We found an awesome article with information regarding the 4th of July, and we thought we would share it with you – for the full article click here –
The Fourth of July is only a day away. Fireworks, picnics, ice cream and get togethers with family and friends seem to be the recipe for this Summer time celebration. Though the Fourth of July brings great fun; according to the Consumer Product Safety Commission, 60 percent of all fireworks injuries occur around . Firecrackers, aerials, and homemade explosives cause the most deaths and injuries.
The National Fire Protection Association reported that firework injury was highest for children ages 5-19 and adult’s 25-44, with 26 percent of the victims of fireworks injuries in 2011 being under age 15. This being said, what can you do to prevent accidents and injuries while using fireworks? The safest way to ensure fireworks safety is to attend an organized fireworks display being offered in your area. Leave the fireworks to trained professionals!
If you do decide to purchase legal fireworks, you are urged to take these safety steps provided by the Consumer Product Safety Commission.
•Never allow young children to play with or ignite fireworks, including sparklers. Parents may not realize that young children suffer injuries from sparklers. Sparklers burn at temperatures of about 2,000 degrees – hot enough to melt some metals.
•Always have an adult closely supervise fireworks activities if older children are allowed to handle devices.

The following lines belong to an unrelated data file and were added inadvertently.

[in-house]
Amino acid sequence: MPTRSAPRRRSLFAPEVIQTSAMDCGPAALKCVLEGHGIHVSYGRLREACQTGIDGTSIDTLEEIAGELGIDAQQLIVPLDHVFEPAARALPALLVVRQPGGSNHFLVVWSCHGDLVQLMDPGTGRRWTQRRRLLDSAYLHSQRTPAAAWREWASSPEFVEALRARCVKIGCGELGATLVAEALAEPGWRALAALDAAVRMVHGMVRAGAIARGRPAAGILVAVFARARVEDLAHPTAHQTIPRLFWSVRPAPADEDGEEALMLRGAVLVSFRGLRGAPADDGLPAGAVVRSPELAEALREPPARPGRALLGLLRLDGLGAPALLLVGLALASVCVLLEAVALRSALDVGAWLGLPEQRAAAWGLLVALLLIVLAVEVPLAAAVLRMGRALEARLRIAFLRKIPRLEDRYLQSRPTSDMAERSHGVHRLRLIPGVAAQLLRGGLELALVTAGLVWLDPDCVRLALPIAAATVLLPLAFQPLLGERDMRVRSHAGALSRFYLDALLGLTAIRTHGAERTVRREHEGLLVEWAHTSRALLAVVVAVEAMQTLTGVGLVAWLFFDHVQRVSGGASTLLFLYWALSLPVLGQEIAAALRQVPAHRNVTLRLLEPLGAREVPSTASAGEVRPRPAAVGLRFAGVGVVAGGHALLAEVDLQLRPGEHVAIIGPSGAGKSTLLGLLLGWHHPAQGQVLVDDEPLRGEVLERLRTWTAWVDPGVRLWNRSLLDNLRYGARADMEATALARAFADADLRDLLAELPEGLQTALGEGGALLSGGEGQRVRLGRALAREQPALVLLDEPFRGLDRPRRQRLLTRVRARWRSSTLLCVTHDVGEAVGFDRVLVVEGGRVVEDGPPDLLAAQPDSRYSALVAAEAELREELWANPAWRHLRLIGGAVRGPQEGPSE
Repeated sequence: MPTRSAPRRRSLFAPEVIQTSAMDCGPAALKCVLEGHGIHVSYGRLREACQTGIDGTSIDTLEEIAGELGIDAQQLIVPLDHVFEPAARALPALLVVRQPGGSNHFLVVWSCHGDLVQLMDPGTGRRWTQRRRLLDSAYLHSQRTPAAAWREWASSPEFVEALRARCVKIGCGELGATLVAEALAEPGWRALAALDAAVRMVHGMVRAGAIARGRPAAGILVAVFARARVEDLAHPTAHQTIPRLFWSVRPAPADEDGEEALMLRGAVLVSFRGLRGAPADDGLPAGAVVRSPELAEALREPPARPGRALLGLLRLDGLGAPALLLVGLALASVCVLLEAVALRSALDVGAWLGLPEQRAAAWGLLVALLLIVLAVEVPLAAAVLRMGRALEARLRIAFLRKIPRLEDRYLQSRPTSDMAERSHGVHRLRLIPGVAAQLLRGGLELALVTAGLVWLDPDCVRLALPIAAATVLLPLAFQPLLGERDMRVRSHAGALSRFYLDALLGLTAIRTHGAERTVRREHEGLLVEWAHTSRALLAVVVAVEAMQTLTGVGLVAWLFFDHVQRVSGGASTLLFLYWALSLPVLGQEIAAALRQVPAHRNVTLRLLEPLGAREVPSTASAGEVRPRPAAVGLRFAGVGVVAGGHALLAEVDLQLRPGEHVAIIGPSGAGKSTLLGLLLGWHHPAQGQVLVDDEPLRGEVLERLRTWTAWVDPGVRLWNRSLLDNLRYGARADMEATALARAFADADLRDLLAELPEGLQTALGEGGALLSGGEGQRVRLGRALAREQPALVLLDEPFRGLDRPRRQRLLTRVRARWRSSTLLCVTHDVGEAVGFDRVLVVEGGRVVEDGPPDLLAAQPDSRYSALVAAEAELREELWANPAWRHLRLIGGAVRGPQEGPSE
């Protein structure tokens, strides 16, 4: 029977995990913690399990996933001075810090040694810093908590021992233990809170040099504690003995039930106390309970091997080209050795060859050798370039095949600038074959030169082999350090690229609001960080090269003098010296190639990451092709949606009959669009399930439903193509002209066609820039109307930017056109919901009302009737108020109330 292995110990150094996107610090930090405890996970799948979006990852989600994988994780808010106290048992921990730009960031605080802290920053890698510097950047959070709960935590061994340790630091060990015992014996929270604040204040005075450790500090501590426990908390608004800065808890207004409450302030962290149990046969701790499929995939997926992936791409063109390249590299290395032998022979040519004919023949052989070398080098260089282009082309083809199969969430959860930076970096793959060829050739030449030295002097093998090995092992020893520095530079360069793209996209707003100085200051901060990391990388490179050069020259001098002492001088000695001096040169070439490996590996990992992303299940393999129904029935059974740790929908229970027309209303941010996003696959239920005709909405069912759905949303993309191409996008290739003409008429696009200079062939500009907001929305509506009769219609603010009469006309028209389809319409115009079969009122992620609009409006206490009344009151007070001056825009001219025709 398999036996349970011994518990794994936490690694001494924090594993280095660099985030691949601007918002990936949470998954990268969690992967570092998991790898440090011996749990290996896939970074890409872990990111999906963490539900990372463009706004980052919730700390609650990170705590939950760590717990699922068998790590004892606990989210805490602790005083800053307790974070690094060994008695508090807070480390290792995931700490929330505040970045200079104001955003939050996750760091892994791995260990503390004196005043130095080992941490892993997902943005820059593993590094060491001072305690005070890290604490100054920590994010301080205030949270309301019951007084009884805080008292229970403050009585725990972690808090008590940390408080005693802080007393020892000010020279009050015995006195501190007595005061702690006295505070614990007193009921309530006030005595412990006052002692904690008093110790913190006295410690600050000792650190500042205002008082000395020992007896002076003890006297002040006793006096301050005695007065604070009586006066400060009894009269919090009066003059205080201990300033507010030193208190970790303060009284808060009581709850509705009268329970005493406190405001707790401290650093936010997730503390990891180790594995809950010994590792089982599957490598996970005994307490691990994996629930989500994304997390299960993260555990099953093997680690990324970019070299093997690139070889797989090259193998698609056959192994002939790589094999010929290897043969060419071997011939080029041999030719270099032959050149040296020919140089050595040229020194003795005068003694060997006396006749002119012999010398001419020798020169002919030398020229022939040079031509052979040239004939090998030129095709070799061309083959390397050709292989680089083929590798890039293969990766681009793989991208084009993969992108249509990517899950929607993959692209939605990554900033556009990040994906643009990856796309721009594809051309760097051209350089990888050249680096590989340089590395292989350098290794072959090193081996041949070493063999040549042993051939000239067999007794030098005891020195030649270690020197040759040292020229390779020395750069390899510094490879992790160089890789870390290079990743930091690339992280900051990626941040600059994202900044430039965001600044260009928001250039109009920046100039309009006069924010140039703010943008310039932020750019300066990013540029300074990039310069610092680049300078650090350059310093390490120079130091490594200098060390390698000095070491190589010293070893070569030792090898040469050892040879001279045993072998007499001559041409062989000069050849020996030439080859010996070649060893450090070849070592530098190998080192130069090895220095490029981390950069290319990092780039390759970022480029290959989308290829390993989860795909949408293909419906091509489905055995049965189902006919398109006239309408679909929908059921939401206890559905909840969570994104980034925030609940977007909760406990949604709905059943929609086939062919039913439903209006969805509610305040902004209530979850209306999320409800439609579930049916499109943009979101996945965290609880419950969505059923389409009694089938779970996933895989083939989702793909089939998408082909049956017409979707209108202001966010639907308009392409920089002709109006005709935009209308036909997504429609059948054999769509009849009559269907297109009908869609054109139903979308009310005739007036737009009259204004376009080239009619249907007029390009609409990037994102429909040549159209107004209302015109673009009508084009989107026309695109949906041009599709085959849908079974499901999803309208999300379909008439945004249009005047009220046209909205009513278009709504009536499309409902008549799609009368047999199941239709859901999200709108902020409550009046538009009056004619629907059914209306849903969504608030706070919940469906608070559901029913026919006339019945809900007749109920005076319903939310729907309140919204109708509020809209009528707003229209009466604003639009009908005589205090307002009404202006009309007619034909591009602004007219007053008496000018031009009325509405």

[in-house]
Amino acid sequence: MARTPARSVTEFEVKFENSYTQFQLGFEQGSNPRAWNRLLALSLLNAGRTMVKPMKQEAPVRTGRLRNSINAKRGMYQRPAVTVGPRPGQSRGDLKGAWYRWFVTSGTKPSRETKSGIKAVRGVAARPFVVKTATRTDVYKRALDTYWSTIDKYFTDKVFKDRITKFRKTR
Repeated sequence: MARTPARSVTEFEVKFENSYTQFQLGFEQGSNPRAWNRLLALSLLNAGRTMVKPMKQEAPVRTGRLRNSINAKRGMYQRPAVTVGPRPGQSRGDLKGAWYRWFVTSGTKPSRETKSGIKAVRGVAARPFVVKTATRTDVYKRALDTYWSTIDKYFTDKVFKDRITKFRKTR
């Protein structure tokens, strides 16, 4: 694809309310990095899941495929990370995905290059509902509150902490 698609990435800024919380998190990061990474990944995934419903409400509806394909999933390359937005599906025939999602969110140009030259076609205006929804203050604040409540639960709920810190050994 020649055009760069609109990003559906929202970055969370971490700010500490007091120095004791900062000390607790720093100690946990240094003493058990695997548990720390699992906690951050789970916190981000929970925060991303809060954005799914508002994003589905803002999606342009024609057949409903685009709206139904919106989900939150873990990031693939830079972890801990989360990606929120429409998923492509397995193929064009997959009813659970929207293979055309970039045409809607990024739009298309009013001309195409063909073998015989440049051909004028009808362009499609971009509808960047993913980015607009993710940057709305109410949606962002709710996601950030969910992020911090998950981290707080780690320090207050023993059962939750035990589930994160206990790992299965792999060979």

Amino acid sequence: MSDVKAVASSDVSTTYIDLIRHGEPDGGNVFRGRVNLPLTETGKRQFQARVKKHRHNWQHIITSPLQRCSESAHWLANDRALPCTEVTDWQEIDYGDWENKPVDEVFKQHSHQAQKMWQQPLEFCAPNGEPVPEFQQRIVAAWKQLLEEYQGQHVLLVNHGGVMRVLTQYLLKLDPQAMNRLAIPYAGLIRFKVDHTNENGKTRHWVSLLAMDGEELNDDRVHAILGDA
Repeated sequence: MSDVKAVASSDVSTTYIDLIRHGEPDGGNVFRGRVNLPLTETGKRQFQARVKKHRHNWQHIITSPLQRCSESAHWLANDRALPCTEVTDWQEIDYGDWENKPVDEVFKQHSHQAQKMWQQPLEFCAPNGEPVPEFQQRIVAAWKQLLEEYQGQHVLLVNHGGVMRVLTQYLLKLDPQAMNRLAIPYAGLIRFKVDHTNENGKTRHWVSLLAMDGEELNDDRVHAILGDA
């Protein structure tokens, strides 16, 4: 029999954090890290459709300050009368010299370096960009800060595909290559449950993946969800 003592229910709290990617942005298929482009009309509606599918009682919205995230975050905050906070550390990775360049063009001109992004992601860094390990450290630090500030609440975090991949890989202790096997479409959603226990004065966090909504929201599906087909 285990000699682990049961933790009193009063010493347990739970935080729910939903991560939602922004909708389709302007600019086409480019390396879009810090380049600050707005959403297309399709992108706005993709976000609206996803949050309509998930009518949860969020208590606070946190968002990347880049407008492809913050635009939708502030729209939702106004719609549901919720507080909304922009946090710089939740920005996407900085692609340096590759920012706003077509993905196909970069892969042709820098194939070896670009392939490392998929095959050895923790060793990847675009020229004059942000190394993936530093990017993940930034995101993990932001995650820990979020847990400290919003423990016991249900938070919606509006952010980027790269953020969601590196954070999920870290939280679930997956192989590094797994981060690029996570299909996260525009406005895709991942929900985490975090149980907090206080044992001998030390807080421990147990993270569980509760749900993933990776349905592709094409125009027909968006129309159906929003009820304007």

•Avoid buying fireworks that are packaged in brown paper, because this is often a sign that the fireworks were made for professional displays and could pose a danger to consumers.
•Never place any part of your body directly over a fireworks device when lighting the fuse. Back up to a safe distance immediately after lighting fireworks.
•Keep a bucket of water or a garden hose handy in case of fire or other mishap.
•Never try to relight or handle malfunctioning fireworks. Soak them with water and throw them away.
•Never point or throw fireworks at another person.
•Light fireworks one at a time, then move back quickly.
•Never carry fireworks in a pocket or shoot them off in metal or glass containers.
•After fireworks complete their burning, douse the spent device with plenty of water from a bucket or hose before discarding the device to prevent a trash fire.